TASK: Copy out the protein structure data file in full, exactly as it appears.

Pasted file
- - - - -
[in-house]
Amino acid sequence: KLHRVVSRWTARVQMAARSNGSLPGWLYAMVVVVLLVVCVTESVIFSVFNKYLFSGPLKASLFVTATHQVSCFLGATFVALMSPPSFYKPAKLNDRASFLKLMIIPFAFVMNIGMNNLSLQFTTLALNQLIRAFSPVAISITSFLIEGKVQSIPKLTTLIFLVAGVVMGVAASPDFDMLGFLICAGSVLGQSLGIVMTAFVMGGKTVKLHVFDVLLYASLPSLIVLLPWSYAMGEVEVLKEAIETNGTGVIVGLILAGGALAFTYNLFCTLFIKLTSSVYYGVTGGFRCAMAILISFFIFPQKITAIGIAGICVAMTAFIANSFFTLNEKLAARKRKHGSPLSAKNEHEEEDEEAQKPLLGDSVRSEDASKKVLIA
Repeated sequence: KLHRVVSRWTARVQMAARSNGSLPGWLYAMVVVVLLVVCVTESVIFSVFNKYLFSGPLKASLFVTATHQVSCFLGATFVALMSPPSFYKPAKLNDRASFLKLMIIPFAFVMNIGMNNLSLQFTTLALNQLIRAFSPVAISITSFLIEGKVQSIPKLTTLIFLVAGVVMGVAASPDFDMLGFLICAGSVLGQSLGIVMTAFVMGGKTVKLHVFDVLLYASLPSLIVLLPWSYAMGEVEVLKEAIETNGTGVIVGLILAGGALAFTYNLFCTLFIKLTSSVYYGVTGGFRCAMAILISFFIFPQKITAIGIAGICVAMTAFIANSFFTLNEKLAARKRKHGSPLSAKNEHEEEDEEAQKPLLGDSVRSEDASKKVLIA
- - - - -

[in-house]
Amino acid sequence: KLHRVVSRWTARVQMAARSNGSLPGWLYAMVVVVLLVVCVTESVIFSVFNKYLFSGPLKASLFVTATHQVSCFLGATFVALMSPPSFYKPAKLNDRASFLKLMIIPFAFVMNIGMNNLSLQFTTLALNQLIRAFSPVAISITSFLIEGKVQSIPKLTTLIFLVAGVVMGVAASPDFDMLGFLICAGSVLGQSLGIVMTAFVMGGKTVKLHVFDVLLYASLPSLIVLLPWSYAMGEVEVLKEAIETNGTGVIVGLILAGGALAFTYNLFCTLFIKLTSSVYYGVTGGFRCAMAILISFFIFPQKITAIGIAGICVAMTAFIANSFFTLNEKLAARKRKHGSPLSAKNEHEEEDEEAQKPLLGDSVRSEDASKKVLIA
Repeated sequence: KLHRVVSRWTARVQMAARSNGSLPGWLYAMVVVVLLVVCVTESVIFSVFNKYLFSGPLKASLFVTATHQVSCFLGATFVALMSPPSFYKPAKLNDRASFLKLMIIPFAFVMNIGMNNLSLQFTTLALNQLIRAFSPVAISITSFLIEGKVQSIPKLTTLIFLVAGVVMGVAASPDFDMLGFLICAGSVLGQSLGIVMTAFVMGGKTVKLHVFDVLLYASLPSLIVLLPWSYAMGEVEVLKEAIETNGTGVIVGLILAGGALAFTYNLFCTLFIKLTSSVYYGVTGGFRCAMAILISFFIFPQKITAIGIAGICVAMTAFIANSFFTLNEKLAARKRKHGSPLSAKNEHEEEDEEAQKPLLGDSVRSEDASKKVLIA